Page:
In the practice, when a volume of 100 to 300 μL of a liquid sample is added to the conjugated antigen dried onto the inert support it is dissolved and migrates through the membrane. If the sample contains specific anti-TG antibodies they react with the labeled antigen developing an stable immuncomplex. Later, the immunocomplexes migrate to the “reactive zone” where they are captured by the same antigen (transglutaminase) fixed onto the membrane. The result of this reaction is a visible colored signal in the “reactive zone” as a result of the deposition of the labeled immunocomplexes in this place. In negative samples for the presence of anti TG antibodies, the immunocomplexe won't be developed, therefore no colored signal will be visible in the “reactive zone” of the membrane (FIG. 2).
To control the assay performance, a reagent which reacts with the conjugated antigen is adsorbed onto the same membrane in a subsequent “control zone” (FIG. 2). This way, a colored signal will be visible in the “control zone” in both, positive and negative samples (FIG. 2). This second colored signal serves to control the functionality of the test.
Finally, an adsorbent pad placed at the end of the membrane, and in contact with it, allows the elimination of the excess of reagents and improve the flow conditions (FIG. 1).
Tissue transglutaminase obtained from natural source or by DNA recombinant technology is conjugated to colloidal gold particles (20 to 40 μm of diameter), according to Oliver C. (Oliver C, 1994. Conjugation of colloidal gold to proteins, Chapter 38 In: Javois LC, Human Press Inc., ed. Method Mol Biol, 34:303-307).
When a sample of serum, plasma or blood is added to the inert support where the conjugated is deposited, the specific anti-TG antibodies react with the conjugated antigen developing an immunocomplex (IC) that migrates through the nitrocellulose (NC) membrane (4 mm wide, 5-10 μm pore size). In a few minutes the IC reacts with the immobilized antigen (tTG) in the “reactive zone” of the NC forming a colored signal in this place. In negative samples without specific anti-TG antibodies, IC will not be developed and therefore no colored signal will be seen in the “reactive zone” of the NC.
For the evaluation of the assay performance, an anti-TG monoclonal antibody is adsorbed onto the same NC membrane in a subsequent “control zone”, upper than the “reactive zone” regarding the sample application site. When the excess of conjugated antigen reaches this zone reacts with the monoclonal antibody given a colored signal.
According to the above two examples, the results of the test can be interpreted by visual examination of the reactive and control zones after 15 minutes of the sample application. The possible results are the following (FIG. 3):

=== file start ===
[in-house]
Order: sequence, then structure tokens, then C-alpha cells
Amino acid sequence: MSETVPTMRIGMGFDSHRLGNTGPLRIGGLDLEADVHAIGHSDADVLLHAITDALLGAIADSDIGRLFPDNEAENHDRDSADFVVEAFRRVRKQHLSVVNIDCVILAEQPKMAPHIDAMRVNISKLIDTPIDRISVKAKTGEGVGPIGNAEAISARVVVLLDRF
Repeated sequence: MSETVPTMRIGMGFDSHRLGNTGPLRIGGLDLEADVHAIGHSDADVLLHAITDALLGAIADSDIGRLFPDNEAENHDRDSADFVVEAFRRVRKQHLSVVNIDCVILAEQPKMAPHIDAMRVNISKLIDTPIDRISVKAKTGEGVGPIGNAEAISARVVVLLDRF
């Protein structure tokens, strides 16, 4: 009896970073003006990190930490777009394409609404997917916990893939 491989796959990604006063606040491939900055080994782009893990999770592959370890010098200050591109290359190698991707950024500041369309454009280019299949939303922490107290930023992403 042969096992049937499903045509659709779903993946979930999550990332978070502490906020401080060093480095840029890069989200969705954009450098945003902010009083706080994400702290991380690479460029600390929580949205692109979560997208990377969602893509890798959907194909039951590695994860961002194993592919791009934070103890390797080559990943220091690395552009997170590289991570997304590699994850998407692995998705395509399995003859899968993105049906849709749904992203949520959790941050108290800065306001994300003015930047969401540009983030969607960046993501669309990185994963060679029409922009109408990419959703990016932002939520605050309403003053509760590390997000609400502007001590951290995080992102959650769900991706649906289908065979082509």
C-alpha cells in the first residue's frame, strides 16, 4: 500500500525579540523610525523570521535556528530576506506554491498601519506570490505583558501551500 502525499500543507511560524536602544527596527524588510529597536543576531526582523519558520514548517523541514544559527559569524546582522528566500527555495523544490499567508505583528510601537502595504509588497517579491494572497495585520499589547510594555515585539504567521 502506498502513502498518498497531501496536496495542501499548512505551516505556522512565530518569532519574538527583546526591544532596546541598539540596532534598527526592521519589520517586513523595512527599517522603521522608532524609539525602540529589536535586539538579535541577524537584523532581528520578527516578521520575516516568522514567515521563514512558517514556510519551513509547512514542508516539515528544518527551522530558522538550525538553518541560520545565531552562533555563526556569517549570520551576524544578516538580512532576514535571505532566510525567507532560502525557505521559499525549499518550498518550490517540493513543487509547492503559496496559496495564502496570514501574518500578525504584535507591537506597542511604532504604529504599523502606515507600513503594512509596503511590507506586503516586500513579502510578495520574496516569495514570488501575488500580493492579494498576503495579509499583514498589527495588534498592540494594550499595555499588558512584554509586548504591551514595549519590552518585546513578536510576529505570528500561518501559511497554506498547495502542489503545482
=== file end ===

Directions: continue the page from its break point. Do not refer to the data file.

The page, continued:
FIG. 1. General scheme of the assay. The conjugated antigen (tissue transglutaminase conjugated to a colored tracer) is dried onto an inert fibrous support. The same antigen (tissue transglutaminase) is adsorbed onto a “reactive zone” of a nitrocellulose or nylon membrane. A monoclonal anti-transglutaminase antibody is adsorbed onto the same membrane in a subsequent “control zone”. At the end of the right side the absorbent pad that allows the elimination of the excess of reagents after migration. The wide arrow indicates the direction of the lateral flow. The zone for the sample application is also showed.
FIG. 2. Assay principle. When the conjugated support is dipped on a liquid sample anti tissue tranglutaminase antibodies react with the conjugated antigen, developing and immunocomplex that migrates through the membrane strip. Immobilized tissue transglutaminase in the nitrocellulose reacts with the immunocomplexes, because of the bivalence of antibodies molecules, forming a colored signal in the “reactive zone”. Excess of conjugated antigen and immunocomplexes continue migration and finally react with the anti tTG monoclonal antibody forming a second colored signal in the strip. A positive result, indicating the presence of anti-tTG antibodies in the sample, will be seen as two subsequent visually detectable signals in the strip. A negative assay shows only a colored signal at the “control zone” because the immunocomplexes were not developed.
FIG. 3. Interpretation of the results. Fifteen minutes after the addition of the sample:
Only one colored signal in the control zone: indicates a negative result
Two colored signals: indicates a positive result
None colored signal: indicates a non-valid result, so that the assay should be repeated
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|U.S. Classification||435/7.92, 435/7.95, 436/810, 435/4, 435/7.1, 435/7.93, 436/513, 435/970, 435/7.94, 436/518, 435/971, 436/514|
|International Classification||G01N33/53, A61K39/395, G01N33/573, G01N33/564|
|Cooperative Classification||Y10S435/971, Y10S436/81, Y10S435/97, G01N33/573, G01N33/564|
|European Classification||G01N33/573, G01N33/564|
|Sep 6, 2001||AS||Assignment|